The Process

You've decided to ugrade your staircase with wrought iron balusters ... now what?

 

Give us a call to arrange a convenient design consultation time at your home. Several things need to be decided before we can start installing your beautiful new staircase. First, we will bring baluster samples to the meeting so you can get a good feel for what the baluster styles and finishes will look like in your home. 

 

Once you have an idea of what you like, we can start working on the pattern of balusters that will be installed. You may choose to go with a single baluster style all the way up your stairs; or you might like the look you get when using two or more different baluster styles to create a pattern. 

 

Creating a pattern is not so difficult. Fitting that pattern of balusters on your particular staircase can be a trickier proposition. When remodeling an existing rail system, we have to contend with the conditions that already exist. For example, the builder installed a baluster very close to a newel post. According to your gorgeous design pattern, a "basket" type baluster is supposed to go in that position but because the builder drilled holes in your railing too close to the newel post ... it won't fit. Another example might be that a particular run of balusters has an even number when your design needed an odd number in order for the pattern to be centered. It is not uncommon to have to deviate from the set pattern in order to camouflage these anomalies. We will be able to help you with this part of the design process.

What's involved in the installation?

 

First, the installer will make a cut in the middle of the old wooden baluster and carefully remove each half. If your railings are of the prefab variety, there will be a nail/screw sticking up from the bottom ... that will also need to be removed. Note that the large wooden newel posts (at the beginning of the stairs and at every corner) do not need to be removed, nor do the wooden hand rails. 


Next, each wrought iron baluster will be custom cut to length and inserted into its position on the staircase along with a baluster shoe (bottom end of the baluster). All balusters and shoes are then secured.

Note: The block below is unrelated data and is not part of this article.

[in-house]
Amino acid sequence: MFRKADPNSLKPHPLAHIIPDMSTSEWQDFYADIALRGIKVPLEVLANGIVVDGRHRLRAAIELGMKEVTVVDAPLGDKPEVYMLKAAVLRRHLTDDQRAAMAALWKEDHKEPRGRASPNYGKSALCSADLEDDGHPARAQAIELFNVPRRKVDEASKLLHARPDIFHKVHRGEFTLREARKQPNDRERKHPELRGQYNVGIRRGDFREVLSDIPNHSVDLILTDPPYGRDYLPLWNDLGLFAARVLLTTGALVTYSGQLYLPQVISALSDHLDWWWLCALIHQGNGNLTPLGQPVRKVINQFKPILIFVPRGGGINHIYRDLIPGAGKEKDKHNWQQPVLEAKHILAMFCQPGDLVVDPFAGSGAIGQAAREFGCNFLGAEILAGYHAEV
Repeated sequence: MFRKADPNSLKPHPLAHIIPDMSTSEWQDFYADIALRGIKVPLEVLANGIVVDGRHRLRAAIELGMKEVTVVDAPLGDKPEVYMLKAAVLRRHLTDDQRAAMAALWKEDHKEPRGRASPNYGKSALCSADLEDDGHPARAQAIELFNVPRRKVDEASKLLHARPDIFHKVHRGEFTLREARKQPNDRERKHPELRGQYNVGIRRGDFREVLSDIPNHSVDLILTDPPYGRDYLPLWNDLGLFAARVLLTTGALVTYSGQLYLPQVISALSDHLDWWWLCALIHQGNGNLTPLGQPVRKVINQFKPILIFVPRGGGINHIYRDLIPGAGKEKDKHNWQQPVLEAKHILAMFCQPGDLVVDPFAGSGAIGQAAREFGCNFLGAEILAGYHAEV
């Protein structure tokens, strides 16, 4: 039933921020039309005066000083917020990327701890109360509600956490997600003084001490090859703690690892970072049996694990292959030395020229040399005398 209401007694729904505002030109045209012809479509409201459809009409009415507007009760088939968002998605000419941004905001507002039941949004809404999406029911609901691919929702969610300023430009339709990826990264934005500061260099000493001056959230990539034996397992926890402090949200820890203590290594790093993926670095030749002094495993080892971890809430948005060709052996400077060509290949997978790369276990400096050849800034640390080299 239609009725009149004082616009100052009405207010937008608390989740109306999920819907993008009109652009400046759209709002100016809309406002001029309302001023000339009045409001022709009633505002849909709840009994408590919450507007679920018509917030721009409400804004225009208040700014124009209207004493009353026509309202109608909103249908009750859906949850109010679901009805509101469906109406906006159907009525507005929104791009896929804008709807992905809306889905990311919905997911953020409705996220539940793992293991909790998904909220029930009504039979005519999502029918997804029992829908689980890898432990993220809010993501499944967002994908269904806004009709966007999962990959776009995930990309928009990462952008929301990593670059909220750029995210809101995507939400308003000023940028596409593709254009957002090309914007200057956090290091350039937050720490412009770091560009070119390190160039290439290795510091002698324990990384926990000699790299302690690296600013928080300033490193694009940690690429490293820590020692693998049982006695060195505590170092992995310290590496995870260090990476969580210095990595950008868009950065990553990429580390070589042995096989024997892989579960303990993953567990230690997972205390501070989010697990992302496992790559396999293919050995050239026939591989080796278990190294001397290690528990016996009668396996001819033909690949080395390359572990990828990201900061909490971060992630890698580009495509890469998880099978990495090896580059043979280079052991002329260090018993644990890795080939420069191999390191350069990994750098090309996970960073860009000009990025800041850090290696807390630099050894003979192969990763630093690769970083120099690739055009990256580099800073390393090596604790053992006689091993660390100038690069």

A note regarding baluster shoes: We ALWAYS install a baluster shoe at the bottom of each baluster. While the shoes are not structural, they provide a finished look to wrought iron design. They also help to hide the unfinished wood under the old wood balusters.


Some clients ask us if we can install baluster shoes at the top of the baluster. WE DO NOT RECOMMEND IT!!! First, gravity is not on your side when you install shoes at the top of the balusters ... given time and the fact that your high-traffic staircase is subject to daily vibrations, the shoes always loosen and fall making you wonder why you paid extra for this headache. Also, the pitch of the angled shoes is fixed ... the pitch of your angled rail is also fixed. Unfortunately the odds that the pitches are the same are slim. It is quite likely that the angled shoes will not lay flush against the undersides of the rails. We think the staircases we have done are gorgeous without baluster shoes on the undersides of the rail. Check out our photo gallery to see for yourself.

We care about your home

Removing balusters can be a messy business with all the saw dust involved. Your home is important to us so our installers use drop cloths, foam mats and work in their stocking feet in order to protect your carpeting and hardwood, Also, a thorough vacuuming takes place at the end of each work day.